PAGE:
Front Page Titles (by Subject) ANSWERS TO QUESTIONS CONCERNING SLAVERY. 1 . mad. mss. - The Writings, vol. 9 (1819-1836)
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ANSWERS TO QUESTIONS CONCERNING SLAVERY. 1 . mad. mss. - James Madison, The Writings, vol. 9 (1819-1836) 
The Writings of James Madison, comprising his Public Papers and his Private Correspondence, including his numerous letters and documents now for the first time printed, ed. Gaillard Hunt (New York: G.P. Putnam’s Sons, 1900). Vol. 9.
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ANSWERS TO QUESTIONS CONCERNING SLAVERY.1 .mad. mss.
2. Employs an overseer for that number of slaves with few exceptions
4. Not uncommonly the land, sometimes the slaves, very rarely both together
5. The common law as in England governs the relation between land & debts; Slaves are often sold under execution for debt; the proportion to the whole, cannot be great within a year, and varies of course, with the amount of debts, and the urgency of creditors.
7-10. Instances are rare where the Tobacco planters do not raise their own provisions.
11. The proper comparison not between the culture of Tobo. & that of Sugar and Cotton, but between each of these cultures & that of provisions. The Tobo planter finds it cheaper to make them a part of his crop than to buy them. The Cotton & Sugar planters to buy them, where this is the case, than to raise them. The term cheaper embraces the comparative facility & certainty, of procuring the supplies.
12. Generally best cloathed, when from the household manufactures, which are increasing.
14, 15. Slaves seldom employed in regular task work. They prefer it only when rewarded with the surplus time gained by their industry.
16. Not the practice to substitute an allowance of time for the allowance of provisions.
17. Very many & increasing with the progressive subdivisions of property; the proportion cannot be stated.
18, 19. The fewer the slaves & the fewer the holders of slaves, the greater the indulgence & familiarity. In districts comprising large masses of slaves; there is no difference in their condition whether held in small or large numbers, beyond the difference in the dispositions of the owners, and the greater strictness of attention where the number is greater.
20. There is no general system of religious instruction. There are few spots where religious worship is not within reach, and to which they do not resort. Many are regular members of Congregations chiefly Baptist; and some Preachers also, tho’ rarely able to read.
21. Not common; but the instances are increasing.
22. The accommodation not unfrequent where the plantations are very distant. The slaves prefer wives on a different plantation; as affording occasions & pretexts for going abroad, and exempting them on holidays from a share of the little calls to which those at home are liable.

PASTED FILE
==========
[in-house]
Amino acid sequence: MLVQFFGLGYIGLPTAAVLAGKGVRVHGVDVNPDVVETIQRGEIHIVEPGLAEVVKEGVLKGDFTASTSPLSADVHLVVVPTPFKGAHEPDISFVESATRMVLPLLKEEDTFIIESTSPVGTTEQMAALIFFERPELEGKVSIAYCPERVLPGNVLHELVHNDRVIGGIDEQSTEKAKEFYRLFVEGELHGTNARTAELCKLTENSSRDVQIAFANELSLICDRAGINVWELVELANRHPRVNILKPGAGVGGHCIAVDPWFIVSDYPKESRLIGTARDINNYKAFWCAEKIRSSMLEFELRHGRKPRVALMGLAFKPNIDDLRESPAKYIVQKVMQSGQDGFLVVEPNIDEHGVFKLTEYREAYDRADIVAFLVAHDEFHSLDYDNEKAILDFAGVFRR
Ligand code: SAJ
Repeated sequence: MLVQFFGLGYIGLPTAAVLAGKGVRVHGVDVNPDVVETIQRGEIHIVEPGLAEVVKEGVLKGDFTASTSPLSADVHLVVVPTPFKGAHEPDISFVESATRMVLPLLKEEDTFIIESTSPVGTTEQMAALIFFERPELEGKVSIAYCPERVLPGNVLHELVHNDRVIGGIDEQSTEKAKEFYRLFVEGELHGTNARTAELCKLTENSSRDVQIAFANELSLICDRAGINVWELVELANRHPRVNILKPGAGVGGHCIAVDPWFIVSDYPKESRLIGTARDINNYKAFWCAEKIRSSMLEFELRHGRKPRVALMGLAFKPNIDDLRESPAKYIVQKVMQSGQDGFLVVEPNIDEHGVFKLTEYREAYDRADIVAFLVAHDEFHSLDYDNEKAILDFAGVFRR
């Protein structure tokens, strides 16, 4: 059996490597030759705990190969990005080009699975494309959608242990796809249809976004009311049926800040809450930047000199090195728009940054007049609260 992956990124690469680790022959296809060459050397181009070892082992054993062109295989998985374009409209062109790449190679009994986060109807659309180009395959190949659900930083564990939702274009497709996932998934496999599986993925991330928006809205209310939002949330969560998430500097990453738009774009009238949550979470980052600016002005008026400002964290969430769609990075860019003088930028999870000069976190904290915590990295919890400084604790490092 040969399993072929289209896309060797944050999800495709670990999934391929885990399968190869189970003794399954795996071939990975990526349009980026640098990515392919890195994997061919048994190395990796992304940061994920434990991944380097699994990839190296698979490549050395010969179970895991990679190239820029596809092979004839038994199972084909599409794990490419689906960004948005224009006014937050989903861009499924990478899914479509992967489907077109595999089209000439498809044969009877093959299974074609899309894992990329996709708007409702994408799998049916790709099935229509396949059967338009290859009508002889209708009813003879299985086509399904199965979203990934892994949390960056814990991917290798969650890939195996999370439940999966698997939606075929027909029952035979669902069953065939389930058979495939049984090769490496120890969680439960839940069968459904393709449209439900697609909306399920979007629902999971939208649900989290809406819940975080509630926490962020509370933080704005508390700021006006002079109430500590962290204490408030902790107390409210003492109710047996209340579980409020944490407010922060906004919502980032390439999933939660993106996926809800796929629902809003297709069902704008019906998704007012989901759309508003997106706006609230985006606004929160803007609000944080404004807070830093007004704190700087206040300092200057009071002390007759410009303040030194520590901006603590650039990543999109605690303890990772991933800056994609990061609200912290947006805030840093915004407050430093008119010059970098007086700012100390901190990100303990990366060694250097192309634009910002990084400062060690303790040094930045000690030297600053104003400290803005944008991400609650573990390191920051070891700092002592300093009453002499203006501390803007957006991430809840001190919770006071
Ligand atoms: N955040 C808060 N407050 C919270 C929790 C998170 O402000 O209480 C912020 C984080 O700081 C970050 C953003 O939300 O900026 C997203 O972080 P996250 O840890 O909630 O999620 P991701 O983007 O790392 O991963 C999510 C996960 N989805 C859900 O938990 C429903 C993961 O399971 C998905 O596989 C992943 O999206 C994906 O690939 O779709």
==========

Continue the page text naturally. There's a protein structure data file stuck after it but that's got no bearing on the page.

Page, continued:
23. The remarkable increase of slaves, as shewn by the Census, results from the comparative defect of moral and prudential restraint on the Sexual connexion; and from the absence at the same time, of that counteracting licentiousness of intercourse, of which the worst examples are to be traced where the African trade as in the W. Indies keeps the number of females, less than of the males.
24. The annual expense of food & raiment in rearing a child, may be stated at about 8, 9, or 10 dollars; and the age at which it begins to be gainful to its owner, about 9 or 10 years.
25. The practice here does not furnish data for a comparison of cheapness, between these two modes of cultivation.
26. They are sometimes hired for field labour in time of harvest, and on other particular occasions.
27. The examples are too few to have established any such relative prices.
28. See the Census.
29. Rather increases.
31. More closely with the slaves, and more likely to side with them in a case of insurrection.
32. Generally idle and depraved; appearing to retain the bad qualities of the slaves with whom they continue to associate, without acquiring any of the good ones of the whites, from whom [they] continue separated by prejudices agst. their colour & other peculiarities.
33. There are occasional instances in the present legal condition of leaving the State.
J. M. presents his respects to Dr. Morse, with the annexed answers to the Queries accompanying his letter of the 14th inst: so far as they were applicable to this State. The answers c. not conveniently be extended as much as might perhaps be desired. Their brevity and inadequacy will be an apology for requesting, that if any use be made of them, it may be done without a reference to the source furnishing them.
Montpr., Mar. 28, 1823.
[1 ]Jedediah Morse wrote to Madison from New Haven March 14, 1823, sending a printed list of questions “from a respectable Correspondent in Liverpool, deeply engaged in the Abolition of the Slave Trade, and the Amelioration of the condition of Slaves,” and asking Madison to furnish brief answers. The questions follow: